Showbox, one of Korea’s major film groups, is planning to expand its presence in China with the establishment of a Chinese division in early 2015.
“Showbox China will be set up next year and take part in one or two Chinese film productions per year,” said CEO Yoo Jeong-hun at the Showbox Carnival party on Saturday in Busan.
The Chinese unit is expected to produce and develop content squarely-aimed at the China market. These may be Chinese remakes of Korean titles, films that are co-productions, or projects that are pitched to Showbox in Seoul, but do not go forward as Korean movies.
“The target market for these is mainland China, Greater China perhaps, and we will see what potential they have for any other markets. They need to recoup in China,” Chris Jung, Showbox VP, told Variety.
“We are taking a very project-oriented approach, with a strong emphasis on the development process, it is not about having big, fancy offices in Beijing,” said Jung.
The pictures’ below the line budgets will initially be “small or medium,” according to Jung, but the final cost will depend on the level of Chinese stars attached. A small number of staff is expected to relocate from Seoul to Beijing.
And while he says that the projects are not conceived as vehicles for K-pop stars to enter the China market, in contrast directors may be Korean or Chinese, depending on the project. “We have some Showbox directors who are China-ready, others who are not,” he said.
“Financing and production partners will be decided on a per project basis, clearly we want to participate in the financing,” said Jung. “But we are going to need to find a distribution partner. That is not something we can do on our own.”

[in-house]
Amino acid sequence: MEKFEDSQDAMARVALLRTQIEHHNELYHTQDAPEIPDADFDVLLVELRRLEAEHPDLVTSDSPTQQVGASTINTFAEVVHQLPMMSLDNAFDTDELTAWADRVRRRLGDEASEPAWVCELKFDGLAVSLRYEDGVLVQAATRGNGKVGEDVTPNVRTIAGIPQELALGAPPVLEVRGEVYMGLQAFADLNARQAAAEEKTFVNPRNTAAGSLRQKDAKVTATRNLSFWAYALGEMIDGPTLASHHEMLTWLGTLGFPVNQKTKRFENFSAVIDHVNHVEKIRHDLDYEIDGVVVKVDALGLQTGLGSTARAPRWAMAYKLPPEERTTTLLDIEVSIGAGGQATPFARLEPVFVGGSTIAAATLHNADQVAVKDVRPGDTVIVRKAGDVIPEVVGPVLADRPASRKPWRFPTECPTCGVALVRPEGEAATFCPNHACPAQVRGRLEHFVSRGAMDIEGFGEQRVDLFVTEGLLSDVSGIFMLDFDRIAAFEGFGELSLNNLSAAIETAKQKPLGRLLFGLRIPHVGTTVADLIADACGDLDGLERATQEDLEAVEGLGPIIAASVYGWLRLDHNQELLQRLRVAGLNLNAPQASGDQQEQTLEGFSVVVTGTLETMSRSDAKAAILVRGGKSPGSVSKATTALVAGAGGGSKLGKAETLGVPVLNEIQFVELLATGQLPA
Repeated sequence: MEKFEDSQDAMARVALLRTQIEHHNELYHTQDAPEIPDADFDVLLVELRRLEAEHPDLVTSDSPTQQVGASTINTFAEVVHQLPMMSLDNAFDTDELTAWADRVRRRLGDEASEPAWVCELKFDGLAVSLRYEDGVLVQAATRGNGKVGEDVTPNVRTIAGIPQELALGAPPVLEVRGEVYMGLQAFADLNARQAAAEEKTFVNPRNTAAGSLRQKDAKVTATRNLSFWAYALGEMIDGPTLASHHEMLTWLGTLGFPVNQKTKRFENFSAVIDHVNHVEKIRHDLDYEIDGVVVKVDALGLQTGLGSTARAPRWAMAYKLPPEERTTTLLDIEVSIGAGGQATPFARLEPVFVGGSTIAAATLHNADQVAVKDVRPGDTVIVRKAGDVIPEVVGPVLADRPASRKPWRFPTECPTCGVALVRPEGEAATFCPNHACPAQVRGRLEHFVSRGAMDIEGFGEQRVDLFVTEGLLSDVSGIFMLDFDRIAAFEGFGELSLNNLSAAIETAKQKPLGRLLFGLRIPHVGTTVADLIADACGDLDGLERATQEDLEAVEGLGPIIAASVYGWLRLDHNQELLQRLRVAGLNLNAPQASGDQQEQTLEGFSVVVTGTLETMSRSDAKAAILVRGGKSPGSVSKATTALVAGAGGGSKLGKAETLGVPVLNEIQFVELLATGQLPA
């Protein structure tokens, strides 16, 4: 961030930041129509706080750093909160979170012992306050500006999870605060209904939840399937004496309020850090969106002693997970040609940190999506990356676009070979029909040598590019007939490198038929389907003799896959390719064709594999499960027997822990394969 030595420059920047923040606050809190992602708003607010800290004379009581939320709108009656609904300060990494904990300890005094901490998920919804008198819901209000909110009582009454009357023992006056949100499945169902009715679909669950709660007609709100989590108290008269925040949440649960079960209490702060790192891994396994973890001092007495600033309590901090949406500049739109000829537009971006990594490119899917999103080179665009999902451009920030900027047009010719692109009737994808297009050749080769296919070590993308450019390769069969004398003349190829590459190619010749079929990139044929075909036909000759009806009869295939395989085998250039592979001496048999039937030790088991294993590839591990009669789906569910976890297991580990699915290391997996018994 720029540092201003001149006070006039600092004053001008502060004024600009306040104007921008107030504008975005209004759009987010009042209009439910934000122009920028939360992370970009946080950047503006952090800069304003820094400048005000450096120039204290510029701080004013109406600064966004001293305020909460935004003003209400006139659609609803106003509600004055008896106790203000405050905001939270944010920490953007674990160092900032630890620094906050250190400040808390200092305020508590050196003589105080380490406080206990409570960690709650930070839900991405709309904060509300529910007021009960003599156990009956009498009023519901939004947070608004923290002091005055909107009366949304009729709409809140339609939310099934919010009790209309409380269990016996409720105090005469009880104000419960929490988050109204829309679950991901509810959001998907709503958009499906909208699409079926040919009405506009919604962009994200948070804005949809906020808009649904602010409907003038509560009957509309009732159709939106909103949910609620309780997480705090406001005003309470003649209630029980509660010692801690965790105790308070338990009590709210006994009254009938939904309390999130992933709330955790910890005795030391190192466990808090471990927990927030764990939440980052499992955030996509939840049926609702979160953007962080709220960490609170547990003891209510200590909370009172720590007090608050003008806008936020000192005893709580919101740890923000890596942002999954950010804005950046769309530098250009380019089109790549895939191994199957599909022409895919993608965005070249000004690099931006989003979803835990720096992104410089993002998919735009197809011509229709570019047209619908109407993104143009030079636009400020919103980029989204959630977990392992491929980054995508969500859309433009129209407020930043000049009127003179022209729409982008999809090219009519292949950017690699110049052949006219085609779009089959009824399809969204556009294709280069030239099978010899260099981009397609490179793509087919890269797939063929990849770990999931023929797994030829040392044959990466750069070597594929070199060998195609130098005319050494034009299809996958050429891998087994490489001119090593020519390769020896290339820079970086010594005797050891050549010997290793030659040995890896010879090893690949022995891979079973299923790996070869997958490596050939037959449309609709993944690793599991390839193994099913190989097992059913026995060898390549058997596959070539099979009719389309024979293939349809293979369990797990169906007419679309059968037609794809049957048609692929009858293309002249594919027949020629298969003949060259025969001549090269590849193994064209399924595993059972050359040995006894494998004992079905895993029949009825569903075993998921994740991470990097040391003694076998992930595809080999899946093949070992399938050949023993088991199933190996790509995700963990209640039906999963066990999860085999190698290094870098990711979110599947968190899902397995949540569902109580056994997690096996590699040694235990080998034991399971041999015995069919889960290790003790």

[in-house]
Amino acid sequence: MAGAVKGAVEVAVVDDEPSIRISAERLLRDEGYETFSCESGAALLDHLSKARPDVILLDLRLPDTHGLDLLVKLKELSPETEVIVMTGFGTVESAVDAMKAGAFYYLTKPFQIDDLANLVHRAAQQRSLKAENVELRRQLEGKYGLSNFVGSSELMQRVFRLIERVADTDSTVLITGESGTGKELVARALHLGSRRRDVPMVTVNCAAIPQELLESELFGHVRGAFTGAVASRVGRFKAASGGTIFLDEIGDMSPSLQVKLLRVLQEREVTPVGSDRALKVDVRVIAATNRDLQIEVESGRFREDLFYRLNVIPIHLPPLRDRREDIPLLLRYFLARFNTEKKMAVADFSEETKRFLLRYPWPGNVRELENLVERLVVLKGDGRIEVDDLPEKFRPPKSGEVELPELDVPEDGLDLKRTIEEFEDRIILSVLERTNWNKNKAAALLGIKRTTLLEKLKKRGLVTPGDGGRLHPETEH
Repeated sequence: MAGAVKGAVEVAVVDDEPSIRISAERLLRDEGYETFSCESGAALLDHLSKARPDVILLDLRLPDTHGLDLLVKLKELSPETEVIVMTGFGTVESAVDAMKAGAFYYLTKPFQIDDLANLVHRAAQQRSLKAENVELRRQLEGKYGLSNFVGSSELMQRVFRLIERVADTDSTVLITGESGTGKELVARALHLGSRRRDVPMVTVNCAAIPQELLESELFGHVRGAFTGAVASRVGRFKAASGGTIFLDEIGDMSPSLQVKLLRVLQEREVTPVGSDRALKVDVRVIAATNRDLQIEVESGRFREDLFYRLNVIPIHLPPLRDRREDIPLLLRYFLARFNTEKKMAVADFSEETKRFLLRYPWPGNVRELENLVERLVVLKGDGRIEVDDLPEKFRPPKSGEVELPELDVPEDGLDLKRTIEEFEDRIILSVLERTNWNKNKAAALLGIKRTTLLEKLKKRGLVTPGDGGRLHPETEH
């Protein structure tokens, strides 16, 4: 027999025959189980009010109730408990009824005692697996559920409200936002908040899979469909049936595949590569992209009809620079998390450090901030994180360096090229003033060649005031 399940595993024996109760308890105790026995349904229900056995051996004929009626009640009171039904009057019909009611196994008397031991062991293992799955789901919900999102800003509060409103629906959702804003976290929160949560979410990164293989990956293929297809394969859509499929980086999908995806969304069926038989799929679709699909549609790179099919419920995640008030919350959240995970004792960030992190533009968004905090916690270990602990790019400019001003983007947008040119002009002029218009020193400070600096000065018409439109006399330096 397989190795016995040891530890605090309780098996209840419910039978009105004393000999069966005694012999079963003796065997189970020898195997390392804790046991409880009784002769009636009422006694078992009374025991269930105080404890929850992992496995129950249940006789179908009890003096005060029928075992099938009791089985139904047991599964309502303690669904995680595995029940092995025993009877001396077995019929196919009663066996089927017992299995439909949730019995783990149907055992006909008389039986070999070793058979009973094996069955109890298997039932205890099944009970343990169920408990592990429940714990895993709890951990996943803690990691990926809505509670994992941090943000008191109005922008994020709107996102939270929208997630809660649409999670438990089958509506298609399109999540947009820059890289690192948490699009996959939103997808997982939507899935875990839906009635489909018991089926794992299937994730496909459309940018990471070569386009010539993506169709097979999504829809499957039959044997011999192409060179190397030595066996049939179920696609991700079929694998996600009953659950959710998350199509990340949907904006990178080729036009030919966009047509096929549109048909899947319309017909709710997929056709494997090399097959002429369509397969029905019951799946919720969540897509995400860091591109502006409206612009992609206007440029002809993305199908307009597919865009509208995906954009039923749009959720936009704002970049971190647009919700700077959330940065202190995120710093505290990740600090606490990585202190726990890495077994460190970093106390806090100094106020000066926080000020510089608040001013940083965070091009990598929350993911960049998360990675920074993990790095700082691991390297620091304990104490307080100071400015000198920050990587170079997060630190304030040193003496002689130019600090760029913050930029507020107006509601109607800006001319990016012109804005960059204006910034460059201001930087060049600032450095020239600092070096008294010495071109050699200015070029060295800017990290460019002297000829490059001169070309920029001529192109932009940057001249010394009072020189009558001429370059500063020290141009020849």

Showbox and leading Chinese group Huayi previously co-operated in 2012 when Huayi boarded and co-financed Showbox’s $22 million “Mr. Go,” a fantasy sports drama with a large VFX component. Huayi enjoyed box office of $17.6 in China by pitching it as a children’s film. Showbox pitched the film at a different demographic and struggled with it in Korea, where it earned only $8.6 million.
China represents a significant opportunity for all the major Korean entertainment firms. At home they are increasingly limited by the size of the market – including an anti-monopoly probe – which creates an imperative on overseas expansion if companies are to continue growing. At the same time, Korean film and music stars are riding high in China, and Korean TV series have become major attractions for online platforms including Youku Tudou and iQiyi. Korea’s biggest entertainment player CJ Entertainment, backed by its food-to-fertilizer corporate parent, has already begun a concerted effort to break into the Chinese film scene.
In addition to the China announcement Saturday night, Showbox also unveiled its distribution slate for next year. Of the 11 features introduced, six are actioners, including “Assassination” from director Choi Dong-hoon featuring Gianna Jun (“My Sassy Girl”, TV sensation “My Love From the Stars”) and other cast from his previous “Thieves”; “Inside Men,” starring Lee Byung-hun (“G.I. Joe” “Terminator: Genisys”) and “Detective K: Detective K: Secret of the Lost Island.”